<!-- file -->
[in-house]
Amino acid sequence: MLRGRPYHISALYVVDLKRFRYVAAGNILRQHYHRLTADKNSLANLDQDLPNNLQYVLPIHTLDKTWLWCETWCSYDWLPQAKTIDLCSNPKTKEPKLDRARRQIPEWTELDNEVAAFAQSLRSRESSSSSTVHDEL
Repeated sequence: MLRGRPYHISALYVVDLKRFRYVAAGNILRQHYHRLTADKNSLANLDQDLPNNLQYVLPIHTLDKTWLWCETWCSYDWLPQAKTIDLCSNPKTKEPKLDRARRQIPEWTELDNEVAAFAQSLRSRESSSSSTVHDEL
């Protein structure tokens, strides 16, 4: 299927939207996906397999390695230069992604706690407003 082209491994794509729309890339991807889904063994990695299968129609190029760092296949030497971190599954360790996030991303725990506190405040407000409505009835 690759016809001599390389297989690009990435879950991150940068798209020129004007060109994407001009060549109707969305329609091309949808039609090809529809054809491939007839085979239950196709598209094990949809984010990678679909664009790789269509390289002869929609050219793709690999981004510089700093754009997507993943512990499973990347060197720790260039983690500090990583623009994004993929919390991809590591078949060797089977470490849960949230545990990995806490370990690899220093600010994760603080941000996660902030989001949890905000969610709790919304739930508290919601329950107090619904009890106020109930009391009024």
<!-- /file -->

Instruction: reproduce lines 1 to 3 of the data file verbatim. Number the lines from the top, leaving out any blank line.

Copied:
[in-house]
Amino acid sequence: MLRGRPYHISALYVVDLKRFRYVAAGNILRQHYHRLTADKNSLANLDQDLPNNLQYVLPIHTLDKTWLWCETWCSYDWLPQAKTIDLCSNPKTKEPKLDRARRQIPEWTELDNEVAAFAQSLRSRESSSSSTVHDEL
Repeated sequence: MLRGRPYHISALYVVDLKRFRYVAAGNILRQHYHRLTADKNSLANLDQDLPNNLQYVLPIHTLDKTWLWCETWCSYDWLPQAKTIDLCSNPKTKEPKLDRARRQIPEWTELDNEVAAFAQSLRSRESSSSSTVHDEL